Endangered Historic Places 2007
The National Trust for Historic Preservation (NTHP) has announced its 2007 list of the "11 Most Endangered Historic Places" in the United States.
The NTHP list for 2007 includes a typically wide variety of sites, from individual houses of remarkable men to broad landscapes scattered with accumulated marks of history. Few of the sites are the work of famous architects, but all speak to the cultural significance of buildings and places.
Most of the sites are threatened by development, whether new construction encroaching around a site or potential demolition of the site itself for redevelopment purposes — with public policy, neglect, and lack of preservation funding often paving the way.
In the second half of the 19th century and the beginning of the 20th, the then-independent city of Brooklyn, New York, became a center for industry, from sugar refining to rope manufacturing. The docks were busy, and factories sprang up nearby. With this industrial growth came new workers, most of them immigrants. Today, Brooklyn's waterfront boasts a diverse mix of warehouses and other industrial buildings from that era. But these historic buildings are at risk of demolition to make way for new residential and commercial uses, facilitated by the New York City government.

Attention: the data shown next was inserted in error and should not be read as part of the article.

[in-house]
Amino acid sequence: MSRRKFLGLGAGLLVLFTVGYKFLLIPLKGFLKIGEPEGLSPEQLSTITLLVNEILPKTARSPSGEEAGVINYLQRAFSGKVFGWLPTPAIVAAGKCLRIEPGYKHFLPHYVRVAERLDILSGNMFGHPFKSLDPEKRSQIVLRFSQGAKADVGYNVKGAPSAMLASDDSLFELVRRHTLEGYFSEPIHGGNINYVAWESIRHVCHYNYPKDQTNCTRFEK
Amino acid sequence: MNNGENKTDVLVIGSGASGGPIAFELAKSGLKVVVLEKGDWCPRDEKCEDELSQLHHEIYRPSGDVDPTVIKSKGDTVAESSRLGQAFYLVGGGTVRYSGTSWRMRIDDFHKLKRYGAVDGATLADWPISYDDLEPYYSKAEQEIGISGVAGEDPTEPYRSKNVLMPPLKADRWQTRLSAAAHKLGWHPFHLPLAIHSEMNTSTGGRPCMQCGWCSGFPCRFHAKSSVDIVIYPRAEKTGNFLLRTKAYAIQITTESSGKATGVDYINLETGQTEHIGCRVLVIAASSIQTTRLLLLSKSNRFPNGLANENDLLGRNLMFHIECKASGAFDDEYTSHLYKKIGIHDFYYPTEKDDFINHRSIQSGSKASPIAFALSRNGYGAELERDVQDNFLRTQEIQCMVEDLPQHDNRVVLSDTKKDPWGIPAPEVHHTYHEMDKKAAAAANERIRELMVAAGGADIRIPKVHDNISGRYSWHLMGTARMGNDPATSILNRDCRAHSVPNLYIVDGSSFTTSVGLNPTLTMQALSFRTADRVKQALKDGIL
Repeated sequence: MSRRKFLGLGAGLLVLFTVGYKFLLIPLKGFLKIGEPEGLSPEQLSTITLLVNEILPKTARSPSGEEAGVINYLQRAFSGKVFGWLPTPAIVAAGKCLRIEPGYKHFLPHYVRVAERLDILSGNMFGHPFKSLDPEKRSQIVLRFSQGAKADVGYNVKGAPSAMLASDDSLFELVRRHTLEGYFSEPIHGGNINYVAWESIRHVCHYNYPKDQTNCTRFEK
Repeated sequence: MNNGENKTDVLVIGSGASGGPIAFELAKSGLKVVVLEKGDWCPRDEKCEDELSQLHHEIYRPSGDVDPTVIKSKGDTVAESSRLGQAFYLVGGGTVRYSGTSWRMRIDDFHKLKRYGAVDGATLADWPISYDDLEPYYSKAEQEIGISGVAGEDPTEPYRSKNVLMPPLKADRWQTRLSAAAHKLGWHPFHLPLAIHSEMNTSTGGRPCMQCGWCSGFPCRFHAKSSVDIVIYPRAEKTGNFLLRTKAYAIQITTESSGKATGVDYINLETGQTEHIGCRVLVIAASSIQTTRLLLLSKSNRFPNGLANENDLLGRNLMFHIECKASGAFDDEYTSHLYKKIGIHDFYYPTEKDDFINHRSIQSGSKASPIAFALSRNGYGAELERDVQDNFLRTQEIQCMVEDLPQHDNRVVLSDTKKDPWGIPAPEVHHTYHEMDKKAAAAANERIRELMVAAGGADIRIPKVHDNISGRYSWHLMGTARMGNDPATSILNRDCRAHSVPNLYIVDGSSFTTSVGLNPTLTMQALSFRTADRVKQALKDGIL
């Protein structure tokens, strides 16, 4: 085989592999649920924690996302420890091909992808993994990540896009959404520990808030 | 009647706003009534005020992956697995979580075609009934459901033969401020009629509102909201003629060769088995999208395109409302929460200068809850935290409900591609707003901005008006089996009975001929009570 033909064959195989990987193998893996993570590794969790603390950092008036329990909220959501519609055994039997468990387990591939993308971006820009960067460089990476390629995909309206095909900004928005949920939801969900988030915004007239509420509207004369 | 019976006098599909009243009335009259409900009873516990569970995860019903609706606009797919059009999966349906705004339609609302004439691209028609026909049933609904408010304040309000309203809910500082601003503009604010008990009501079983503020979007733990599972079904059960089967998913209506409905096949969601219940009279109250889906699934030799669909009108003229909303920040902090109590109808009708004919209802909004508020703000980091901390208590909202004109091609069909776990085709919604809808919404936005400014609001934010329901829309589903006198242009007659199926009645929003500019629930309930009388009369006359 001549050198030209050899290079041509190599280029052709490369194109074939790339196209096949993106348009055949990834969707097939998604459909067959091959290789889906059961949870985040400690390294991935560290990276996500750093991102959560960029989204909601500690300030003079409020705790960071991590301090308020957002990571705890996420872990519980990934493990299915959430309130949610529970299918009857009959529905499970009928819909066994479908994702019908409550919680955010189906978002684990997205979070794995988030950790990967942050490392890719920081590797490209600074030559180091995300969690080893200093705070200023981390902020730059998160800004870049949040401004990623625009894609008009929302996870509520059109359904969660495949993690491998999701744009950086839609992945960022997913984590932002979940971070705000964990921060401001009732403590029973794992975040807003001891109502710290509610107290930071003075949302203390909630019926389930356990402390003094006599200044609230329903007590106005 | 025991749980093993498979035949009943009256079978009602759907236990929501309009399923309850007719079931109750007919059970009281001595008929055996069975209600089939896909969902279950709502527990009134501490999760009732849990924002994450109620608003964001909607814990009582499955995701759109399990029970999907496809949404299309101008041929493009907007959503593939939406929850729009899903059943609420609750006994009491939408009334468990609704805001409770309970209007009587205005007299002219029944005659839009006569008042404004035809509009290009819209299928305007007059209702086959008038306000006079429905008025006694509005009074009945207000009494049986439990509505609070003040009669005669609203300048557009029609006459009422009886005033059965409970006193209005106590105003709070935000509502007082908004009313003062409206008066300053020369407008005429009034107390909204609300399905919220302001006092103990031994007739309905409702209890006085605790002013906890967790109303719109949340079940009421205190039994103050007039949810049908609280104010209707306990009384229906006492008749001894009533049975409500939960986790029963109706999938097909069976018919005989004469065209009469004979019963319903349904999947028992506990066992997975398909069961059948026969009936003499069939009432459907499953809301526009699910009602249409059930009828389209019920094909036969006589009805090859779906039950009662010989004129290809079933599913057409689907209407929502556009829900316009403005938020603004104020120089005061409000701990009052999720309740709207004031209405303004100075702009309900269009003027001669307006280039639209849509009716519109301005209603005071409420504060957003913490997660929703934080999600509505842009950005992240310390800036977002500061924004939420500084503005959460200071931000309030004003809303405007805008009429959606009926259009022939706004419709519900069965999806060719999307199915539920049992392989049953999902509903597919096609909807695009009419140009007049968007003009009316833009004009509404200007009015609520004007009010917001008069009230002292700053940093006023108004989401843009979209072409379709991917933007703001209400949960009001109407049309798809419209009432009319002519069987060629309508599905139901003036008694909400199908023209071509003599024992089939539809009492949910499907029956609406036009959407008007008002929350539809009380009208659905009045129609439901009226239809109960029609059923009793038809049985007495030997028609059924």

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Rubble of the demolished Old Dutch Mustard factory lies near the Austin, Nichols & Company Warehouse.
Photo: © Robert Guskind
Brooklyn's industrial waterfront has been listed as endangered by the National Trust for Historic Preservation. Here, a new high-rise building is under construction adjacent to the threatened 1915 Austin Nichols Warehouse.
Photo: Municipal Art Society of New York
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